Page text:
As you have probably heard by now, the RTLSDR is a cheap DVB TV usb stick that can be used as a Software Defined Receiver (SDR). Most of them cover from around 50MHz up to 2200MHz (2.2GHz). A while back I decided I wanted to receive the HF bands with the RTLSDR and decode the digital modes or just listen to the guys ragchew. It makes a nice little device to carry with you when you travel, instead of lunking around a normal HF rig from the shack.
As many of you know an upconverter or receive converter if you prefer is just a local oscillator, a mixer (NE612 or similar), some filtering, and the RF coming in from the antenna (along with some misc parts). The mixer takes the incoming RF from the antenna and combines it or ADDs it to the frequency of the local oscillator then feeds the sum on to the receiver as RF at the combined frequency.
For example, You want to listen in on some net on 40m. Say the Kadiddlehopper net on 7.253.5 MHz. The local oscillator frequency on the upconverter is 120MHz (or whatever you have handy, 120MHz is now the popular choice). The upconverter mixes the two frequencies and forwards the sum to the receiver, which would now hear at 127.253.5 MHz. Pretty simple isn't it?
This practice works as far as your radio will tune, within limits of the mixer of course. Using this method we can easily create an upconverter for the RTLSDR to cover the entire HF ham spectrum and everything in between. Broadcast AM, Commercial Aviation, Government, Military, Embassy, Utilities, and lots more.
The schematics I got started with for my first build are over on George Smart's wiki. The only difference is I used a NE612 mixer and he used an SBL-1 mixer. The both work just fine.
I've expanded and somewhat redesigned mine to include switchable filters, gain control, antenna selection, and frequency stabilization. I'll get off my lazy duff and either scan my schematic or recreate it in Visio or one of the others I have here and upload them as jpg files if you want to take advantage of the additions I've made.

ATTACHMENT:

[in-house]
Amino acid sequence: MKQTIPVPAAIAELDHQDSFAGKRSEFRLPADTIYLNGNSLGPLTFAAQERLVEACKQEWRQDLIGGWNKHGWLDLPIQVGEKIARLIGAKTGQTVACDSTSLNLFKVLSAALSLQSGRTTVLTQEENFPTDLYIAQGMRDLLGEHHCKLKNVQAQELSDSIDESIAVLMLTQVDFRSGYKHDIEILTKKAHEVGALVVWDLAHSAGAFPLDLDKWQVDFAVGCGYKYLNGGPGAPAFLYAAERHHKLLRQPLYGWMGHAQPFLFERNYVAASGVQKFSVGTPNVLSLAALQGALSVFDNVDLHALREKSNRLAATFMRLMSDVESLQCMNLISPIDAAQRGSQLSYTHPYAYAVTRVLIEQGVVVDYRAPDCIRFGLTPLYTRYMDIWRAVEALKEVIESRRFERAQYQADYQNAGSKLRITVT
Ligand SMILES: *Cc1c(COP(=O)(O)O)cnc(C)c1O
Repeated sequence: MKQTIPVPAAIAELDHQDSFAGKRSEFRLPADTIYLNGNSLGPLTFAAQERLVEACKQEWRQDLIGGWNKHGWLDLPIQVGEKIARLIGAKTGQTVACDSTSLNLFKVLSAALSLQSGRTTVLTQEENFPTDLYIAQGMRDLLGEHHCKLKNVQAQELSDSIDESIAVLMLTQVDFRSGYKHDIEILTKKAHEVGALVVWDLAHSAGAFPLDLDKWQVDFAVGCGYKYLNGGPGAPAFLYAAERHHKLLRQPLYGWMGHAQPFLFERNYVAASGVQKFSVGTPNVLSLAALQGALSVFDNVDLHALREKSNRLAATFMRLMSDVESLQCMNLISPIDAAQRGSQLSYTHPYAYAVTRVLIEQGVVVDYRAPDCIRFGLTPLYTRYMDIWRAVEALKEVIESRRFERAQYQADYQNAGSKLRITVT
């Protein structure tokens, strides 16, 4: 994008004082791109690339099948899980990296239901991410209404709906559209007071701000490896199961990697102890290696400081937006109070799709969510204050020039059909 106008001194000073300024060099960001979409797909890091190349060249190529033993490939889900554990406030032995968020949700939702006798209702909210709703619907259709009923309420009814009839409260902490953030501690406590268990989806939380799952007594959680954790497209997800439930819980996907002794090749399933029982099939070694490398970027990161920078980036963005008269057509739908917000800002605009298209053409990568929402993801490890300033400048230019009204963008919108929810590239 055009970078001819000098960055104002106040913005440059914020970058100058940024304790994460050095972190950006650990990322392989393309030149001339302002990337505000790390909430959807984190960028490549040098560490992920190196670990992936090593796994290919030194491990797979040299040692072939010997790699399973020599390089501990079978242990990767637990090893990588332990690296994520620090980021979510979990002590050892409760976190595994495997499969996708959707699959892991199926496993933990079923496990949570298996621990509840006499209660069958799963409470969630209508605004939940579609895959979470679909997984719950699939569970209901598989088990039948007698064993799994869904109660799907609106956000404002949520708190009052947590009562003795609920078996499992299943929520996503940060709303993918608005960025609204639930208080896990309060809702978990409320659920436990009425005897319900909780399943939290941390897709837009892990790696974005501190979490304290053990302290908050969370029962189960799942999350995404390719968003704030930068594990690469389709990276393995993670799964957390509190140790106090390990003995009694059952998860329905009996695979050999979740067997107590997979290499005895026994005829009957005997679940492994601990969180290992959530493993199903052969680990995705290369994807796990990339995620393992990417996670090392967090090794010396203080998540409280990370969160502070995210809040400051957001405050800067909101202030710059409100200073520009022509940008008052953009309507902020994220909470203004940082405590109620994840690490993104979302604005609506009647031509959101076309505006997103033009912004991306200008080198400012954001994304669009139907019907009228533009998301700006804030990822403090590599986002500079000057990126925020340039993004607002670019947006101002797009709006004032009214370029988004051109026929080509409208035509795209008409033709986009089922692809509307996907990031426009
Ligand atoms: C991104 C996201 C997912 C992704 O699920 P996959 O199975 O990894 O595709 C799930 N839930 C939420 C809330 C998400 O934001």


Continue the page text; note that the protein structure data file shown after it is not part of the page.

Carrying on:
Don't want to build your own? There are several upconverters now on the market for the RTLSDR, but I prefer the one from NOOELEC.
The HamItUp V1.2 RF Upconverter works really well and this version includes the 125MHz oscillator so you won't need to use an FM band reject filter that was sometimes necesssary with the 100MHz oscillator.
Some of the features as listed on their site:
Ham/amateur radio enthusiasts rejoice! Our MF/HF converter for software defined radio is finally available for sale. Don't let our price fool you, though. We believe this is the best SDR upconverter currently available. Here's why:
Female SMA for both input and output for a wide array of connectivity options
In-line SMA connectors. Much easier to connect and manipulate than side-by-side SMA connectors
Antenna protection on RF input; in-circuit in both enable and passthrough mode
Solely high-quality components used in the RF signal path
Powered by common USB-B USB for a multitude of power options
RF-suitable power supply regulation (TPS79333)
PTC fuse on USB power input to protect your upconverter from short circuits
Upconverter enable/passthrough toggle switch–less fiddling with small, delicate cables and connectors
Socketed oscillator for a simple upgrade path
Stable 25ppm oscillator included
LO disabled in passthrough mode
A maximum input level of +1dBm with LO at +7dBm
High-quality 2-layer PCB with ENIG finish
Designed to fit standard off-the-shelf Hammond enclosures
2 mounting holes for standard PC screws
Designed and manufacturered in conjunction with Opendous Inc., an excellent open-hardware design company
Full project documentation–schematics, PCB design files, assembly information–is freely available. DIY'ers rejoice! We will have a limited number of bare PCBs available for those who want to 'roll their own'
A portion of the proceeds from your purchase will be used to support this and other open-hardware, open-source initiatives
BONUS! We had space left on the PCB, so rather than waste it we have added a noise source circuit at no additional cost! We have even populated most of the components for you. We have kits of the components required to complete this bonus noise source circuit available for a small additional fee. Details of the noise source circuit are available with the project documentation, and a detailed image of the circuit can be seen in the pictures above.
That's all I've got for now. 73's de KD0CQ
I've collected most of the known choices, both commercial and DIY, in an article for quick reference if anyone is interested in other options: http://blog.kf7lze.net/2012/09/14/round-up-of-rtlsdr-upconverter-choices/